I even know many of the staff (the Japanese bosses included) from attending company functions and outings to the beach, etc.

But they can't use me!

Simply because many Japanese companies have a very strict rule when it comes to outsourcing work. The contracts cannot be given to family members belonging to a company employee, especially a company employee in a management position. 

It's refreshing to see that Gazza doesn't have that problem.

If you would like to submit your own cost of living survey, then please e-mail me your answers.


Derek

Working in Rural Thailand

Monthly Earnings 35,000 baht

Q1. How much do you earn from teaching per month?

I have other earnings, but let’s just base things on my monthly salary of 30,510 baht and 4,800 baht per month from a private class (2 hours a week). I’m on a 12-month contract and my salary includes Bupa health insurance and visa / work permit costs.

Q2. How much of that can you realistically save per month?

I don’t try to save from my regular monthly earnings, but there’s always something left at the end of the month. I just leave it in the bank until it builds up enough to make a major purchase. For example, two months ago I bought a new scooter for 50,000 baht.

Q3. How much do you pay for your accommodation and what do you live in exactly (house, apartment, condo)?

I rent a 3-bedroom townhouse which costs 3,500 baht per month. It has air-con in the bedrooms but not downstairs. It was sparsely furnished when I moved in and I’ve added some of my own furniture/appliances to make it more comfortable.

Q4. What do you spend a month on the following things?

a) Transportation

I run both a car and a scooter, but don’t have to travel far to work. I spend 2,000 baht a month on fuel. My car payments are 7,000 baht a month and factor in another 1,000 baht for insurance.

b) Utility bills

My electricity bill is between 500 and 1,000 depending on the time of year. Water about 100 baht. Cable TV costs 950 baht per quarter and internet from TOT 599 baht a month. So all in all about 2,000 baht per month.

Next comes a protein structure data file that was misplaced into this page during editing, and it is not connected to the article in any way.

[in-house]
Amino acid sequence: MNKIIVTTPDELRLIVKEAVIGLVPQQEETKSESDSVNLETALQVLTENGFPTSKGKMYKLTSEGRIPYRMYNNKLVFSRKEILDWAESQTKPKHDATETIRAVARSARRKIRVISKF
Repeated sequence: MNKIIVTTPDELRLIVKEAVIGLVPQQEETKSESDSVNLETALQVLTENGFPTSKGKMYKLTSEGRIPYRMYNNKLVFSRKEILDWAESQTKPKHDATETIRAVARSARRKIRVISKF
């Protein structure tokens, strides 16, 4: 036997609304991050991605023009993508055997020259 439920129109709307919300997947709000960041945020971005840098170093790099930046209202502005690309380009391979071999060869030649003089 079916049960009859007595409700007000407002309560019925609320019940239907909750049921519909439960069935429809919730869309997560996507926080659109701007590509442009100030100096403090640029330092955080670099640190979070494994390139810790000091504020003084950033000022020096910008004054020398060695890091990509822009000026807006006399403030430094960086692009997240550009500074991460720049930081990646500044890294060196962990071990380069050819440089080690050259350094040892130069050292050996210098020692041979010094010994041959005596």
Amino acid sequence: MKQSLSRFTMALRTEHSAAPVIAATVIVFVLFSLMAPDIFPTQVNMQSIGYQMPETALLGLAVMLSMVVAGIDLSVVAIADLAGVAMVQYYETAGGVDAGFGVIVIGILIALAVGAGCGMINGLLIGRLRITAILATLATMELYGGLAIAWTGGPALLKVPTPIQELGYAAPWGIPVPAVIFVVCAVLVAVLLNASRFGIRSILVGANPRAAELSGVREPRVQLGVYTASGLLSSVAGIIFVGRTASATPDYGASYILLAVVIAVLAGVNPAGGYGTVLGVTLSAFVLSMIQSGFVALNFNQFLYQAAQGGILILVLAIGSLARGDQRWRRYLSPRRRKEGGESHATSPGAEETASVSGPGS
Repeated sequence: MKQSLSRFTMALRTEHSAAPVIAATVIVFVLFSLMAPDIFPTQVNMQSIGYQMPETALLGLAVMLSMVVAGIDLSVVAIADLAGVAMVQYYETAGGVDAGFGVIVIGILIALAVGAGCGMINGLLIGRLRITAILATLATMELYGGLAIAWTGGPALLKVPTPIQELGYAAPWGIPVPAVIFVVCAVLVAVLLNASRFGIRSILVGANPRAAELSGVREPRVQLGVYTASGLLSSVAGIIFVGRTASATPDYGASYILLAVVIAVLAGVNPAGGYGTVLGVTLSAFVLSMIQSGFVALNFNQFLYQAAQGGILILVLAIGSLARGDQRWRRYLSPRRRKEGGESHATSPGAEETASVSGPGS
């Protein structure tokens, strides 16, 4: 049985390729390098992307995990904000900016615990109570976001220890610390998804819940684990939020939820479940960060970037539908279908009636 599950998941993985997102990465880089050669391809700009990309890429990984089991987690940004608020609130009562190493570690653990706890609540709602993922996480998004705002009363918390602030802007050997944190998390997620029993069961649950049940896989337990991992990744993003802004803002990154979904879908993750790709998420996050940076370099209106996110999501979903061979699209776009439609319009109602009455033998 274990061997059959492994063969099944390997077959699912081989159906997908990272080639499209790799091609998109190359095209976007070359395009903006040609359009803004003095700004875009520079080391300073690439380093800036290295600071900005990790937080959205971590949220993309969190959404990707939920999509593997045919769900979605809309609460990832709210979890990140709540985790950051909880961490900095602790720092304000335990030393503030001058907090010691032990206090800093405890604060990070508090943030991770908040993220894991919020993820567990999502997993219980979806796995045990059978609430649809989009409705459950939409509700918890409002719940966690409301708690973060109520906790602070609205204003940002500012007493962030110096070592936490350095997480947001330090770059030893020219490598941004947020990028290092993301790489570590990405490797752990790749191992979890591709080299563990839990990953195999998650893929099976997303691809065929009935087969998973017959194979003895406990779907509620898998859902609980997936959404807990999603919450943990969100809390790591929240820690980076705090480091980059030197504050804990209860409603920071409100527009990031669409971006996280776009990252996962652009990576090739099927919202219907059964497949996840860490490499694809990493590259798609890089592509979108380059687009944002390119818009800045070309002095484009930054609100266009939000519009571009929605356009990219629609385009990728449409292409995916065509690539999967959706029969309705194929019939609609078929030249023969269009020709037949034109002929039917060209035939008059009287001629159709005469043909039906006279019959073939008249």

c) Food - both restaurants and supermarket shopping

I just have coffee/toast for breakfast, a sandwich/7-11 toastie for lunch and dinner at a restaurant. There are no farang restaurants here and I’m not a great fan of fast food so I normally eat Thai food. I spend about 500 baht per week shopping for essentials at Tesco Lotus and about 300 baht per day on snacks, dinner, drinks and cigarettes.

d) Nightlife and drinking

There’s not much nightlife where I live, I always have a couple of large Leos with dinner, but the cost is included above. When I want nightlife I’ll go for a weekend away which is usually once a month. I don’t mind spending 10k on a nice weekend break.

e) Books, computers

I have a laptop and tablet, both bought from accumulated saving from my salary. I visit the UK at least once a year and always bring a stack of books from home.

Q5. How would you summarize your standard of living in one sentence?

My standard of living is much better than it would be if I were living in rented accommodation in the UK. I can do what I want - when I want - and never go without.

Q6. What do you consider to be a real 'bargain' here?

Restaurants. I can sit down for my evening meal in a nice restaurant for 170 baht (including two large beers)

Q7. In your opinion, how much money does anyone need to earn here in order to survive?

I would say 15,000 because it doesn’t take much to survive in the provinces. Then again, who wants to just survive? If I didn’t smoke or drink, you could knock 200 baht per day off my average daily spend but that’s not why I came to Thailand. 25k would be very comfortable here and anything above that you could start living like a king. My teaching job is only 15 +2 hours a week so I have plenty of free time, and if there’s something I really want or need, I can always take on extra work. When I go back to

Phil's analysis and comment

You can get some great deals on accommodation out in the sticks. A three-bedroom house for just 3,500 baht a month (and air-con in the upstairs bedrooms as well) Actually that's the same set-up as a house I rented in Bangkok, except that was costing me 8,000 baht a month. I lived in it for five years and never ever got around to putting air-conditioning in the downstairs living room.